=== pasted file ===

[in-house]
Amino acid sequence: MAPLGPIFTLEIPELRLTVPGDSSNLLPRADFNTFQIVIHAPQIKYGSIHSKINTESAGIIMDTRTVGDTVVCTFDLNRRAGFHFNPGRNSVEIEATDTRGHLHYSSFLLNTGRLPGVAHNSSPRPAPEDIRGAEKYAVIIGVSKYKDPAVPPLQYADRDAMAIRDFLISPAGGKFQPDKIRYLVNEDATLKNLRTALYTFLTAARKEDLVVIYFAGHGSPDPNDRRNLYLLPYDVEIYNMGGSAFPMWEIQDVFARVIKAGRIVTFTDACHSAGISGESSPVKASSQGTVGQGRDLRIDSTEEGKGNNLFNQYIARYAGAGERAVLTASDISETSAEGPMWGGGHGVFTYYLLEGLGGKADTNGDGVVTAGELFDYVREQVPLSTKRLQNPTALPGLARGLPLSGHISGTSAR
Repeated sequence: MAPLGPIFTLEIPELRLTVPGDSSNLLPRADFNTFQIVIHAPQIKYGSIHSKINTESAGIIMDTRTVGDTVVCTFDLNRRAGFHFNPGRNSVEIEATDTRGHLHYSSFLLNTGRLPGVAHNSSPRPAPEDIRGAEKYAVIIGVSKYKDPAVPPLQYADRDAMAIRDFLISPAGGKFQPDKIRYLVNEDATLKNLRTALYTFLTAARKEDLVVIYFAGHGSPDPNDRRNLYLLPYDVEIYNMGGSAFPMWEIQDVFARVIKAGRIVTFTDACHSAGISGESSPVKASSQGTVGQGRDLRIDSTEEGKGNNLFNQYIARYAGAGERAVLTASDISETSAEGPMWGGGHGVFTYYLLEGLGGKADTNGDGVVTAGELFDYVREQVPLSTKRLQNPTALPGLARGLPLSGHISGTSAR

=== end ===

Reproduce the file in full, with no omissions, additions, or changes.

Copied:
[in-house]
Amino acid sequence: MAPLGPIFTLEIPELRLTVPGDSSNLLPRADFNTFQIVIHAPQIKYGSIHSKINTESAGIIMDTRTVGDTVVCTFDLNRRAGFHFNPGRNSVEIEATDTRGHLHYSSFLLNTGRLPGVAHNSSPRPAPEDIRGAEKYAVIIGVSKYKDPAVPPLQYADRDAMAIRDFLISPAGGKFQPDKIRYLVNEDATLKNLRTALYTFLTAARKEDLVVIYFAGHGSPDPNDRRNLYLLPYDVEIYNMGGSAFPMWEIQDVFARVIKAGRIVTFTDACHSAGISGESSPVKASSQGTVGQGRDLRIDSTEEGKGNNLFNQYIARYAGAGERAVLTASDISETSAEGPMWGGGHGVFTYYLLEGLGGKADTNGDGVVTAGELFDYVREQVPLSTKRLQNPTALPGLARGLPLSGHISGTSAR
Repeated sequence: MAPLGPIFTLEIPELRLTVPGDSSNLLPRADFNTFQIVIHAPQIKYGSIHSKINTESAGIIMDTRTVGDTVVCTFDLNRRAGFHFNPGRNSVEIEATDTRGHLHYSSFLLNTGRLPGVAHNSSPRPAPEDIRGAEKYAVIIGVSKYKDPAVPPLQYADRDAMAIRDFLISPAGGKFQPDKIRYLVNEDATLKNLRTALYTFLTAARKEDLVVIYFAGHGSPDPNDRRNLYLLPYDVEIYNMGGSAFPMWEIQDVFARVIKAGRIVTFTDACHSAGISGESSPVKASSQGTVGQGRDLRIDSTEEGKGNNLFNQYIARYAGAGERAVLTASDISETSAEGPMWGGGHGVFTYYLLEGLGGKADTNGDGVVTAGELFDYVREQVPLSTKRLQNPTALPGLARGLPLSGHISGTSAR